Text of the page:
Wishful thinking? The real estate community seems primed to keep shattering records, so a little hype never hurt. A spokeswoman for Mr. Loeb’s hedge fund declined to comment on whether he is looking to sell.

As for who is on top, Michael Gross, who is writing a book on 15 Central Park West, has no doubt. “Rybolovleva’s penthouse, grand though it is” he said, “is so far beneath Daniel Loeb’s — 19 floors to be exact — it is barely worth mentioning in the same breath, and he would have to crane his neck quite a bit downward to see it.”

THE PENTHOUSE AND WINTER GARDEN AT ONE57 The developer Gary Barnett sent shock waves through the market last month when he revealed that he had sold the two-floor penthouse atop the still-under-construction One57 for $90 million to $100 million. The buyer remains a mystery, and the closing is at least a year off, Ms. Mack said. Until then, the 10,923-square-foot residence, with its “grand salon” lording over Central Park facing north from the 89th and 90th floors, deserves a place among the Top 5 condos. But supposedly still on the market is the “Winter Garden” apartment, which occupies the 75th and 76th floors. It rates a close second. At 13,554 square feet, it’s even larger than the penthouse, with a private solarium and a formal dining room that looks as if it could seat all of King Arthur’s Court. Price tag: $115 million.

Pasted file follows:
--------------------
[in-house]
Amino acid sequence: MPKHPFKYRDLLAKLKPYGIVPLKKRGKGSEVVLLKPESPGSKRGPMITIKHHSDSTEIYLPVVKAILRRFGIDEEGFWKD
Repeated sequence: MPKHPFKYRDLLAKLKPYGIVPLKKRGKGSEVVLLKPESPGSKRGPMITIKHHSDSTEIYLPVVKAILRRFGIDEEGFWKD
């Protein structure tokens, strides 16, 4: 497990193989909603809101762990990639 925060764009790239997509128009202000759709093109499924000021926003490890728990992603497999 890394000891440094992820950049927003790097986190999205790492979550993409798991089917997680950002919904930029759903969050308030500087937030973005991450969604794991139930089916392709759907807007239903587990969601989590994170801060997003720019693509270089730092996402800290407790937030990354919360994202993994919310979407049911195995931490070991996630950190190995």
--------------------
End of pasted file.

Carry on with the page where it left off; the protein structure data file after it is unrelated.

TIME WARNER CENTER: NORTH TOWER, 76TH AND 77TH FLOORS The Asian billionaire may have lost out, but the duplex apartment still makes the list. With a rare wraparound terrace at Time Warner — featuring northward views of Central Park, and of the East River and the Hudson — the residence has some ceilings that are 24 feet high, a private reflecting pool and an interior elevator. And it is on the only floor in the north tower with private terraces, Mr. Osher said. The owner is an American businessman in the finance field.